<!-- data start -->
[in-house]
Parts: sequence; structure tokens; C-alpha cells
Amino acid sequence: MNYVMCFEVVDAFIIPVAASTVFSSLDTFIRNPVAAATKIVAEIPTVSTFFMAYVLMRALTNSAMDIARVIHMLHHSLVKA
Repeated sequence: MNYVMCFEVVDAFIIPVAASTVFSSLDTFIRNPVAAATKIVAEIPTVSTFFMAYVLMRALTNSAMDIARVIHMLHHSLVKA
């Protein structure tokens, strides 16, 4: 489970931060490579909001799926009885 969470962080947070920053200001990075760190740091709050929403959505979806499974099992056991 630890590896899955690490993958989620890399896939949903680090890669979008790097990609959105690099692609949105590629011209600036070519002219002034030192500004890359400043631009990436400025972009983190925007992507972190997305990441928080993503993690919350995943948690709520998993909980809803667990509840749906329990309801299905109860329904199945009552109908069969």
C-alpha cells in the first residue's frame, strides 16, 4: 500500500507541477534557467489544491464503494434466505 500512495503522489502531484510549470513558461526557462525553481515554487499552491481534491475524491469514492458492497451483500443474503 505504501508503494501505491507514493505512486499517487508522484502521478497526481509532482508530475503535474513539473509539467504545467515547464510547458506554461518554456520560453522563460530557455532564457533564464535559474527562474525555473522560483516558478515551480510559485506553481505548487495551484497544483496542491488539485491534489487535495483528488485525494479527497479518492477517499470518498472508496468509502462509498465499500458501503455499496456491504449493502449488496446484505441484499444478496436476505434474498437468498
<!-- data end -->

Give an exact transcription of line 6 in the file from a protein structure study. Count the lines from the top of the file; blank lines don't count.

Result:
C-alpha cells in the first residue's frame, strides 16, 4: 500500500507541477534557467489544491464503494434466505 500512495503522489502531484510549470513558461526557462525553481515554487499552491481534491475524491469514492458492497451483500443474503 505504501508503494501505491507514493505512486499517487508522484502521478497526481509532482508530475503535474513539473509539467504545467515547464510547458506554461518554456520560453522563460530557455532564457533564464535559474527562474525555473522560483516558478515551480510559485506553481505548487495551484497544483496542491488539485491534489487535495483528488485525494479527497479518492477517499470518498472508496468509502462509498465499500458501503455499496456491504449493502449488496446484505441484499444478496436476505434474498437468498